July 28, 2016
Federal Communications Commission (the “FCC”) Chairman, Tom Wheeler, last week encouraged the major wireless and wireline telecommunications carriers to offer cost-free call-blocking services to customers. This week, AT&T announced that it has heeded that call to action and will form a strike force to come up with a plan to prevent robocallers from circumventing regulations and blacklists aimed at blocking their calls. AT&T hopes to be joined in its efforts by other wireless and wireline carriers, cellphone manufacturers and software developers.
How does the strike force intend to combat robocalls?
A key goal of the envisioned strike force is the formulation of a “Do Not Originate” list that would theoretically contain the list of numbers known to generate robocalls. The intended benefit of such a list would be to block calls from these numbers before they ever reach telephone subscribers. A reduction in fraudulent autodialed calls has been a longtime public goal of the FCC itself. Robocalls account for the single largest category of complaints submitted to the agency each year.
Protect Your Business From Robocall-Related Liability
We have blogged extensively about increased regulatory interest in autodialing, as well as telemarketing calls placed to cell phones in general. While most of our blog posts have detailed the aggressive pursuit of telemarketers by class action attorneys and government regulators for alleged autodialer-related TCPA violations, the FCC now appears poised to enlist the help of carriers to combat the unauthorized use of autodialing technology. Given this regulatory environment, it is imperative to have telemarketing practices and procedures examined by experienced counsel prior to embarking on any telemarketing campaign.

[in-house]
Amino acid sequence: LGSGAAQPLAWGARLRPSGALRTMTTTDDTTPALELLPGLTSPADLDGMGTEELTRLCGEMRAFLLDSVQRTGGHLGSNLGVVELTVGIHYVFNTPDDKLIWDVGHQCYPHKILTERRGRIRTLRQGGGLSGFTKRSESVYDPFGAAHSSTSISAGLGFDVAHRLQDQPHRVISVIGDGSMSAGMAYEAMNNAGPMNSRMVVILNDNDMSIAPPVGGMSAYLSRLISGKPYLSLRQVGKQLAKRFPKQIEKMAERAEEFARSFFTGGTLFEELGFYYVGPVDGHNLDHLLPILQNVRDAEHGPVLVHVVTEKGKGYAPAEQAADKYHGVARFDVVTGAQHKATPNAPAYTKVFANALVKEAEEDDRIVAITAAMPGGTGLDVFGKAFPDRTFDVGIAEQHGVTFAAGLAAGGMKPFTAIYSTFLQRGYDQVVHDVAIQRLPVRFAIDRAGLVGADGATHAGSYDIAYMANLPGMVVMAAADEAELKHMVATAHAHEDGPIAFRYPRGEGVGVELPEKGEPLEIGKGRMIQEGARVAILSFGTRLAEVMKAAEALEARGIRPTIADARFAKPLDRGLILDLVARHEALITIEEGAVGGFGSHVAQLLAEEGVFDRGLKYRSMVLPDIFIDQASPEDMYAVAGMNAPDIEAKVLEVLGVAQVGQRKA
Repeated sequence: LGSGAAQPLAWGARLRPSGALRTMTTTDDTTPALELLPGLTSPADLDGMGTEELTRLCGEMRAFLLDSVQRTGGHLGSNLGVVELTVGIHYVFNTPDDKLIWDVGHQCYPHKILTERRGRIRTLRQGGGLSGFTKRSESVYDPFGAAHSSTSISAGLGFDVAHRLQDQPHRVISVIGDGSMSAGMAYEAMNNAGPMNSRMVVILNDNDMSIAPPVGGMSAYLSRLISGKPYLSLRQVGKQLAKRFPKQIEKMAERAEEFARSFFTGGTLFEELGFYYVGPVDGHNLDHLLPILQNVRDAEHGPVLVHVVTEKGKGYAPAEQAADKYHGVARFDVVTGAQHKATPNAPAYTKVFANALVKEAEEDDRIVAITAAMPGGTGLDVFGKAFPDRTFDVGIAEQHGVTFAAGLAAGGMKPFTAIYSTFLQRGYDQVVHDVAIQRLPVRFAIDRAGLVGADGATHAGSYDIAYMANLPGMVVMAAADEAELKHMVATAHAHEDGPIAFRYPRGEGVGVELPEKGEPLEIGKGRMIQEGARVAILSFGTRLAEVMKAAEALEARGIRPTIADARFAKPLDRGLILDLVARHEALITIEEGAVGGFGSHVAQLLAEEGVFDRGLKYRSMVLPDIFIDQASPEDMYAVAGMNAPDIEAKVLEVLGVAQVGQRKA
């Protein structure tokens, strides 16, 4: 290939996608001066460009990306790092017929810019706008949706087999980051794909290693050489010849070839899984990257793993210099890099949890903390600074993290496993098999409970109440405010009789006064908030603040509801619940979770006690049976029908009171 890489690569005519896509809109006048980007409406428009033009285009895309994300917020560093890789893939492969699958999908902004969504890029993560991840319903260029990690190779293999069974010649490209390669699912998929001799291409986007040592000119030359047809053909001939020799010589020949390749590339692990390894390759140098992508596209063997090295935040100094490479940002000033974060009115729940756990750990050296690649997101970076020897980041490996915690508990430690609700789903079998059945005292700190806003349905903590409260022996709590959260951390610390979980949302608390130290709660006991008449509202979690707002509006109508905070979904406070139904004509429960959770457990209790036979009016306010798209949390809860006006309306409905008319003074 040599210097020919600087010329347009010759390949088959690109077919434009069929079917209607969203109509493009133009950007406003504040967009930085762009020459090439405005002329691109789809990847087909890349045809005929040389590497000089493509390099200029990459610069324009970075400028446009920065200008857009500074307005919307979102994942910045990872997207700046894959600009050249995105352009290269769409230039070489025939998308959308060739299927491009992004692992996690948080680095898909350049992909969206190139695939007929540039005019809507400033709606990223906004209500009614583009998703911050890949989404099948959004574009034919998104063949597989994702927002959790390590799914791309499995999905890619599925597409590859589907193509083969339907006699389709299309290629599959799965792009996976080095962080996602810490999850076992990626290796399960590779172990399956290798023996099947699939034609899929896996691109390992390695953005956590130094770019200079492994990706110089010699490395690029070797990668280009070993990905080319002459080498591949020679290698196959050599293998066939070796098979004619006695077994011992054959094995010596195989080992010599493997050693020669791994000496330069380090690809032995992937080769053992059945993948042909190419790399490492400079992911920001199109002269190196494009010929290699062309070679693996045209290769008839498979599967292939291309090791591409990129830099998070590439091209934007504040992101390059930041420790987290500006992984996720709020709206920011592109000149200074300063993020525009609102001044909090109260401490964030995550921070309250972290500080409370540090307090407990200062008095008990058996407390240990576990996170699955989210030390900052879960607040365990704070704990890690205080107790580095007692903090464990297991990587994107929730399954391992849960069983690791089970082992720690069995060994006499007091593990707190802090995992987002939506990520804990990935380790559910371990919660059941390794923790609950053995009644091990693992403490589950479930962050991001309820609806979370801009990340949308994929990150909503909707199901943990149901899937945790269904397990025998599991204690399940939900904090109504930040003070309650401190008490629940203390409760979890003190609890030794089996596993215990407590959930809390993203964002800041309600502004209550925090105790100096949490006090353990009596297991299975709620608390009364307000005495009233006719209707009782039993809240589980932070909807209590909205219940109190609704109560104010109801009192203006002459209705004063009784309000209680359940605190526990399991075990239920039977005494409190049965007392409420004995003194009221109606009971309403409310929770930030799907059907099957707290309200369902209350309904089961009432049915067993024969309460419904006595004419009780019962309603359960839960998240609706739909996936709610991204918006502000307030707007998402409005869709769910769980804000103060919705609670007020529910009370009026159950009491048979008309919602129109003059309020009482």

If you are interested in learning more about this topic, need to review your telemarketing practices and procedures or if you are facing an investigation from the FCC or other regulatory agency, please e-mail us at email@example.com, or call us at (212) 246-0900.
The material contained herein is provided for information purposes only and is not legal advice, nor is it a substitute for obtaining legal advice from an attorney. Each situation is unique, and you should not act or rely on any information contained herein without seeking the advice of an experienced attorney.